Wirth JP, Woodruff BA, Engle-Stone R, Namaste SML, Temple V, Petry N, Macdonald B, Suchdev PS, Rohner F, Aaron GJ
June 2017 – American Journal of Clinical Nutrition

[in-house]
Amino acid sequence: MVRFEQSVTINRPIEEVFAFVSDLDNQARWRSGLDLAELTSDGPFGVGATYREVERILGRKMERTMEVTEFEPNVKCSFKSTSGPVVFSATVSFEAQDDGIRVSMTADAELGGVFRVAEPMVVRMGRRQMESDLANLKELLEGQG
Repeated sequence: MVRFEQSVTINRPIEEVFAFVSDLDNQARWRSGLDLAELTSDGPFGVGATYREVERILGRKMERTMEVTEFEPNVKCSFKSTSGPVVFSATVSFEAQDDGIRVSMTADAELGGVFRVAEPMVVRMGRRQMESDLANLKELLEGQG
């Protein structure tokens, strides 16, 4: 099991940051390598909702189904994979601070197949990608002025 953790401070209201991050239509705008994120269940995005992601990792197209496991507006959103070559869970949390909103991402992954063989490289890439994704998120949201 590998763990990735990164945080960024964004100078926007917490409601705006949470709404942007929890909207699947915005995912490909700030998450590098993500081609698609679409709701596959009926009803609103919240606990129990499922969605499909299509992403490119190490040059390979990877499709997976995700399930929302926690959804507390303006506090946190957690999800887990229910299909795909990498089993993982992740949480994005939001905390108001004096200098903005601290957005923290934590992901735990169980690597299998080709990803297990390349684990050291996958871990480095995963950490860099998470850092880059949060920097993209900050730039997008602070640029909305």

Anemia in women of reproductive age (WRA) (age range: 15–49 y) is a global public health problem, and reducing anemia in women by 50% by 2025 is a goal of the World Health Assembly. Using cross-sectional, nationally representative data from 10 surveys (n = 27,018) from the Biomarkers Reflecting Inflammation and Nutritional Determinants of Anemia (BRINDA), we examined the associations between anemia and proximal risk factors (e.g., iron and vitamin A deficiencies, inflammation, malaria, and body mass index) and distal risk factors (e.g., education status, household sanitation and hygiene, and urban or rural residence). Analyses were conducted separately and pooled by category of infection burden. Multivariate logistic regression models were constructed for each infection-burden category to identify independent determinants of anemia (hemoglobin concertation <120 g/L). Iron deficiency was consistently associated with anemia in multivariate models, but the proportion of anemic women who were iron deficient was considerably lower in the high-infection group (35%) than in the moderate- and lowinfection groups (65% and 71%, respectively). In the multivariate analysis, inflammation, vitamin A insufficiency, socioeconomic status, and age were also significantly associated with anemia, but malaria and vitamin B-12 and folate deficiencies were not. Anemia-reduction programs for WRA can be improved by considering the underlying infection burden of the population and by assessing the overlap of micronutrient deficiencies and anemia.